The vast majority of orphaned children during the war were homeless, many of whom were exploited as laborers or pressed into gangs of beggars. In this context, the term “orphans” included children placed in orphanages by the state or their family, homeless children without apparent parents or guardians, Armenian, Kurdish and Turkish children from Anatolia orphaned by fighting, massacres, or deportations and local children orphaned by poverty, famine or disease.

The orphans ranged in age from infants to seventeen years, with the majority falling between the age of ten and thirteen.[1] There is no way of accurately fixing the number of children orphaned by the war in the Ottoman Empire and Middle East, but estimates range from the absurdly inflated 713,000[2] to the more reasonable 100,000-150,000.[3] Most were Armenian refugees who had been expelled into inland Syria and Anatolia in 1915 but the numbers also included the thousands of Turkish and Kurdish orphans from war and massacres by paramilitary groups in eastern Anatolia and the famine that affected regions across the Ottoman Empire. Since those who died on the streets were not well cataloged and only a fraction of the total number of orphans was absorbed into shelters, the numbers remain vague.


Charitable and Private Institutions

All of the roughly 100 orphanages existing in 1914 were privately run by missionaries, monastic societies and charities. As the number of affected children increased following the massacres and expulsion of the Armenians in 1915, additional attention was drawn to the pressing need for aid for the children who had been affected by the genocide. The organization that played the biggest role in addressing the growing orphan crisis was the American Committee on Armenian Relief, which later became the Near East Relief. It and related Presbyterian organizations supported orphanages in Mardin, Urfa, Diyar Bakir, Mara’ash, ‘Aintab, Aleppo, Homs, Zahle, Tripoli, Dayr al-Qamar, Shimlan, ‘Ain ‘Ainub, Shweifat, Ghazir, Sidon, Antelias, Jbeil and Jerusalem. They were also tied to work done by Beirut’s Syrian Protestant College (SPC), whose dentist, Arthur Dray (1875-1926), ran soup kitchens and hospices in Brummana. The high cost of food meant the per-capita cost of maintaining one orphan a month was an astounding 713 piasters ($12-13) even after the war. The Presbyterian orphanages received $6.2 million in funding during the war from Near East Relief.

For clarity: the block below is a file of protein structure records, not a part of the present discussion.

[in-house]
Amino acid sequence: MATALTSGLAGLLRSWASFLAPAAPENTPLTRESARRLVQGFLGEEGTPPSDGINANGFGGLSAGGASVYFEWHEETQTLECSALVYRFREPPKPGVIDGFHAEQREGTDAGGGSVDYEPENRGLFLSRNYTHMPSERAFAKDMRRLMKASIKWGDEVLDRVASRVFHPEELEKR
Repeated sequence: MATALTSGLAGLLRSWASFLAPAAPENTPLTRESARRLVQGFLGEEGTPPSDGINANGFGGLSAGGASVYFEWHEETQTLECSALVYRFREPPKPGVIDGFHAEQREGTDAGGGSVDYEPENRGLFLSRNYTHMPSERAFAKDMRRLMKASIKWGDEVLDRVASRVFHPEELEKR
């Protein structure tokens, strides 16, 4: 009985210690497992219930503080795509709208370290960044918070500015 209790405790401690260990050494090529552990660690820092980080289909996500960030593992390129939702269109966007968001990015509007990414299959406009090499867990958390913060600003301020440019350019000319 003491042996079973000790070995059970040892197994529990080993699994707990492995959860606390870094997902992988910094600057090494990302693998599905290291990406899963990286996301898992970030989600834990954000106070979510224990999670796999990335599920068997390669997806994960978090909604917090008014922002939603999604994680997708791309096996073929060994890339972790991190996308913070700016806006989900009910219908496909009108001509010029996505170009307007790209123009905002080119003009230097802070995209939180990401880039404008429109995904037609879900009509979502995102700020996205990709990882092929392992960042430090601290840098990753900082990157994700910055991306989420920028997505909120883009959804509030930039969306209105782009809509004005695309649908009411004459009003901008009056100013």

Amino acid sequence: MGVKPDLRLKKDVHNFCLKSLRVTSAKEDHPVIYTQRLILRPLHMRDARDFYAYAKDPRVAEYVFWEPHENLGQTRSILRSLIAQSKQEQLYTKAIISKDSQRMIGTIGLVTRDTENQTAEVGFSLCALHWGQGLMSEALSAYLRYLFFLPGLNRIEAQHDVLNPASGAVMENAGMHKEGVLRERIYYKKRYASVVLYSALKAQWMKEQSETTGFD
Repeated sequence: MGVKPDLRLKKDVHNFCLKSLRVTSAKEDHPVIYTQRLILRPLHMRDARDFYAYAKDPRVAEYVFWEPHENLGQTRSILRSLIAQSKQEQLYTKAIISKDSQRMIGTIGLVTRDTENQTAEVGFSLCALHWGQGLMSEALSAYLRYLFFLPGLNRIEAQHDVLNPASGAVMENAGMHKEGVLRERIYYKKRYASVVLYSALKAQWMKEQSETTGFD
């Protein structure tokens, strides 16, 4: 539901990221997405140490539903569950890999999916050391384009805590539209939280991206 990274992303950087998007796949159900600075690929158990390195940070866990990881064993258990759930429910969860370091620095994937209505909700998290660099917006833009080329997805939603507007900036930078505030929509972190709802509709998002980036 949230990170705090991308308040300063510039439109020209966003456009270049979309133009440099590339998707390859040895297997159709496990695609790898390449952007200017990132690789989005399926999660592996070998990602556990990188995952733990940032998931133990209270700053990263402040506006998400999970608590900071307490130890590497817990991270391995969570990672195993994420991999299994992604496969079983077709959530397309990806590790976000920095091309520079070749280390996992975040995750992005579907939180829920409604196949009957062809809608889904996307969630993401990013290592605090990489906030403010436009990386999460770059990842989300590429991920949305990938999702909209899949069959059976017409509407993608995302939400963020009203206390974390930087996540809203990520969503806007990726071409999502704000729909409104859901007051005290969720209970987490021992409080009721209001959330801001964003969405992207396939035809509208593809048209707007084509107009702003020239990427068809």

Location Population Number of Orphans
‘Aintab Armenian 50
Antelias Armenian 231
Ghazir Syrian, Armenian 579
Jbeil Armenian 606
Mar’ash Armenian 1201
Mardin Armenian 500
Urfa Armenian 530
Jerusalem Syrian 373
Homs Syrian 351
Zahle Syrian 100
Sidon Syrian, Armenian 611
Aleppo Armenian 1135
Total 6,267

Table 1: Orphanages under the Supervision of Near East Relief, 1920 Figures[4]

Smaller operations were conducted by local Syrian churches and charitable institutions, such as the Sisters of Charity who operated orphanages in Beirut. The Maronite church was able to provide assistance to its community in spite of limited funding. In one instance, Bishop ‘Awad of Tripoli, sold the church’s bell and silver to buy food for children. In Damascus, the Greek Orthodox Patriarch Gregorios Haddad (1859-1928) ran a shelter for both Christian and Muslim children which received support from Ahmet Cemal Pasha (1872-1922).

Private organizations offered support as well. When high prices and displacement from the Russian war created an orphan problem in Istanbul, the Masonic lodges organized the “Society for the Protection of Children,” which ran a 130 bed shelter, petitioned to outlaw the employment of child beggars and promoted nutrition, hygiene and education.

Often such private efforts collaborated with the state. In 1917, Cemal Pasha and Mehmet Cemal Azmi Bey (1868-1922), the Wali of Beirut enlisted wealthy women from Beirut’s Muslim and Christian elites to run orphanages and workhouses to assist those children orphaned by the intense famine in the mountains and city. This project slightly increased the shelter capacity but Bayard Dodge (1888-1972) of the Syrian Protestant College noted that the quality of the shelters decreased significantly over time.[5]

The Ottoman State and Orphans